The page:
June 27, 2022

Ethics and morals should go hand in hand, as the book describes in chapter 1; “It is important here to distinguish between ethics, a rational process founded on certain agreed-on principles, and morals, which are in the realm of religion.”(Patterson et al., 2019) As I move up in the journalistic world, I plan to use integrity and honesty above all. Never abandoning my moral principles, which are guided by a higher power, or “self”. Having moral principles and being consciously aware of the ethical decisions we make, will help us avoid controversy and help expand the role communication has in our individual lives.

The one thing that I would like to clarify is my personal view on the notion of “religion”, there is a stigma that seems to be prevalent amongst society that religion is an organization. For me personally, I think religion is something that is found inside and created on the outside of (us).

Thomas Pain once said; “I do not believe in the creed professed by the Jewish Church, by the Roman Church, by the Greek Church, by the Turkish Church, by the Protestant Church, nor by any Church that I know of. My own mind is my own Church.” In his book Age of Reason, he paints a picture that religion is inside our own minds, and how we think about the world around us. He also said in his book “On Religion”,

“Of all the tyrannies that affect mankind, tyranny in religion is the worst; every other species of tyranny is limited to the world we live in, but this attempts to stride beyond the grave, and seeks to pursue us into eternity.”

Enslavement of the mind comes more often in religion, religion should not be the guiding factor in your moral decisions. Some “Gods” wish death upon people who do not worship and believe in them, promising eternal damnation and hellfire if you do not submit to their will. These principles and concepts can be found in the core belief of every religion.

“My country is the world, and my religion is to do good.” -Thomas Paine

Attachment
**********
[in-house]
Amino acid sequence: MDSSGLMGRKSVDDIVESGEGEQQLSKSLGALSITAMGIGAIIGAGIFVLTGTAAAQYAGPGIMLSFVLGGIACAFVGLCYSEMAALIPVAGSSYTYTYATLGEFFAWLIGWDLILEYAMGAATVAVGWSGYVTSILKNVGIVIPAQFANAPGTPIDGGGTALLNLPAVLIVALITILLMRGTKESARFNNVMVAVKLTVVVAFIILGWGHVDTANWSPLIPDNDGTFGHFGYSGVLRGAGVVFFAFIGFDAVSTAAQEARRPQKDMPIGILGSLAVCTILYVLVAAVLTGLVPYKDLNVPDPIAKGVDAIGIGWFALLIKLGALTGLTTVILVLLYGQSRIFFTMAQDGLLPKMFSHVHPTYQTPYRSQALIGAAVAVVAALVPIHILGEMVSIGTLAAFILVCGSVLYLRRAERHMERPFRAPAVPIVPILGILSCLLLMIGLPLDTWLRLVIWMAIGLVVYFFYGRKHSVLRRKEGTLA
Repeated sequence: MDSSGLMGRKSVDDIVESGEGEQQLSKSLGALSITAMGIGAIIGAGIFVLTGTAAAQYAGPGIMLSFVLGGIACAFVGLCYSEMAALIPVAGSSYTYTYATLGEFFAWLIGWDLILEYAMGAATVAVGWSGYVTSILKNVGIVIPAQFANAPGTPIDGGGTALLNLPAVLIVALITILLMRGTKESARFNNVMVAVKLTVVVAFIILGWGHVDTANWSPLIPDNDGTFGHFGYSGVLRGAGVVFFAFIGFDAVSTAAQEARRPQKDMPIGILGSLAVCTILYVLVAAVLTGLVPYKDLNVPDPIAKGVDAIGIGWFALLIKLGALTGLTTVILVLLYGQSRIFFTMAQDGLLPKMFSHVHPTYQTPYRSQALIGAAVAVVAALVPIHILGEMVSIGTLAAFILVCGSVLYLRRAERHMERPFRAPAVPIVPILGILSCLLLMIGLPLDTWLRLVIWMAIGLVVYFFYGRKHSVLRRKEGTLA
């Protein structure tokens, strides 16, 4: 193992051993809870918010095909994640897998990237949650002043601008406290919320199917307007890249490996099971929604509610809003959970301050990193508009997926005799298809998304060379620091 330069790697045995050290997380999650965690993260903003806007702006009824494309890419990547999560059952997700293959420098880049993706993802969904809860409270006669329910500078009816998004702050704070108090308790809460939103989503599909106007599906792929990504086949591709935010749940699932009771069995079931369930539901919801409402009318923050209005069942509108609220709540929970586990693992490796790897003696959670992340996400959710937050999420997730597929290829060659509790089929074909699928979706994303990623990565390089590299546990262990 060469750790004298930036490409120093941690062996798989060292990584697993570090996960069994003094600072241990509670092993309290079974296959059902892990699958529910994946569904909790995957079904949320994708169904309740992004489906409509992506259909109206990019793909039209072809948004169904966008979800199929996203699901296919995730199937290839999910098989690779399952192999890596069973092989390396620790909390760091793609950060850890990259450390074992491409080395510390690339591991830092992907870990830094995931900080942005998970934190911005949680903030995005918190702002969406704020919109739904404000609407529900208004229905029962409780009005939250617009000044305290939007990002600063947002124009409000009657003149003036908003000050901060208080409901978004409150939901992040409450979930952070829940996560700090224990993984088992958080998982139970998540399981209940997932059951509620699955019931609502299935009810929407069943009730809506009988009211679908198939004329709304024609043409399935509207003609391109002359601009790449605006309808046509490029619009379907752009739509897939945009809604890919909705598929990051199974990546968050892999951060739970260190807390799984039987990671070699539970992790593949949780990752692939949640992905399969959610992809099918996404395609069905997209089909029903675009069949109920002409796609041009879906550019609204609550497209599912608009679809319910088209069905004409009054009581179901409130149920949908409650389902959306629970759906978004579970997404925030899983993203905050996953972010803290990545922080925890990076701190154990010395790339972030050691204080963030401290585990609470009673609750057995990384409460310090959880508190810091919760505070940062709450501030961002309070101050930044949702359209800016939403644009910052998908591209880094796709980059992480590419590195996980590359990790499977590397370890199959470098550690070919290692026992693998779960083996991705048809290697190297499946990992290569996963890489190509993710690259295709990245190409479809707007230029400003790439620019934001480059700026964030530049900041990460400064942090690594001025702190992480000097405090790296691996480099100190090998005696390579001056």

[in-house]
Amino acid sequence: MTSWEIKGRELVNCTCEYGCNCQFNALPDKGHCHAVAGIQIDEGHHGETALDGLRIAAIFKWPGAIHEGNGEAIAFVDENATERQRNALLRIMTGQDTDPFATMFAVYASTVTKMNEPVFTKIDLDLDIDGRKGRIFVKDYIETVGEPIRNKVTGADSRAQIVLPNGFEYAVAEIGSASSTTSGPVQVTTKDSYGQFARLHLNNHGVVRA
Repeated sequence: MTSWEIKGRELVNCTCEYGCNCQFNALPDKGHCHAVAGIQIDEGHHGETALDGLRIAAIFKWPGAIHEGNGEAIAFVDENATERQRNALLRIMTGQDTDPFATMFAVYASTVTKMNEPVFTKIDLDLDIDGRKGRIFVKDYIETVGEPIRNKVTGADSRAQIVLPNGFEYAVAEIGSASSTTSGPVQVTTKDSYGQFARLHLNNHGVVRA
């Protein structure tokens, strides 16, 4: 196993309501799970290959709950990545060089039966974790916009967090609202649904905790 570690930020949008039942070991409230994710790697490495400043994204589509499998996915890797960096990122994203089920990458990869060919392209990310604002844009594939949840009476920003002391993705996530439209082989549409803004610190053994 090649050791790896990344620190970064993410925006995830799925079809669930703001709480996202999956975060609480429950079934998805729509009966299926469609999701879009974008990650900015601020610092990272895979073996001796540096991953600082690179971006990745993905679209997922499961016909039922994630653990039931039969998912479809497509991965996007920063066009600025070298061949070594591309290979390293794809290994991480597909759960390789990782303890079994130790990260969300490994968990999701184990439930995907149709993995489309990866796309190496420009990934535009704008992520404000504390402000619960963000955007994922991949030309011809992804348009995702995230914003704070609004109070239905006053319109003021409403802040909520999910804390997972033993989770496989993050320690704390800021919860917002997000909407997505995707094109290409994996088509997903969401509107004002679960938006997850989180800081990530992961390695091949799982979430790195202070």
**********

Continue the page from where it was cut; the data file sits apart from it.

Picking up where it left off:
Using Kant’s Categorical Imperative; which first, “asserts that an individual should act as if the choices one makes for oneself could become universal law. The second states that you should act so that you treat each individual as an end and never as merely a means.” (Patterson et al., 2019) We can learn to teach religion as something that is “self-taught,” rather than something that has to be found in a Church or Temple as literal doctrine.

I often think that people assume that any single religion has all the answers, and it is their right to inflict those answers on people not asking any questions.

I also like Kant’s ethical theory which; “is based on the notion that it is in the act itself, rather than the person who acts, where moral forces resides.” (Patterson et al., 2019) Actions do indeed matter more than the thoughts, but if we allow our thoughts to control us, we will oftentimes act them out. I have been to war, and I have seen the rigors of combat first hand and the cost it has not only on those who wage it, but the innocent who are just in the way of it.

I used utilitarianism once to justify the necessity of war, now this is indeed controversial. But what is moral, can be explained by Mills when he said; “Our moral faculty, according to all those of its interpreters who are entitled to the name of thinkers, supplies us only with the general principles of moral judgments, it is a branch of our reason, not of our sensitive faculty; and must be looked to for the abstract doctrines of morality, not for perception of it in the concrete. The intuitive, no less than what may be termed the inductive, school of ethics, insists on the necessity of general laws. They both agree that the morality of an individual action is not a question of direct perception but of the application of a law to an individual case.”(Mill, 1863) This shows that when done in accordance with moral law, knowing what is right and what is wrong, we can make decisions that benefit the overall collective majority.

Sometimes you have to make hard decisions, and having a moral compass to guide you in those decisions, will allow for less turmoil in one’s life. We could also use the Concepts of “Circles of Intimacy”(Patterson et al., 2019) also following these guiding principles.

Using this concept will help me to make moral and ethical decisions, since to me morality is doing what is right all the time. I can avoid invading someone’s privacy by using ethical decision making based on moral judgments. Oftentimes we are quick to judge, are fast to assume that we have the right answer, if I use the basic fundamentals of Utilitarianism, the view that an action is right, if it produces greater overall happiness for the majority, than if it were not performed at all. Then I can make more ethical decisions, the right to “know,” versus the right to no. I like to think that information should never be withheld, and if we want to stay out of the spotlight we should critically examine our deepest thoughts always before acting them out.

I like the quote from Epictetus when he said; “learn the meaning of what you say, then speak.”

Tells me that oftentimes we react, rather than internalize what we are receiving and responding accordingly. Reactions usually come without hesitation, so if we learn to base our reactions off patterns of moral decision making, then we learn to better respond overall.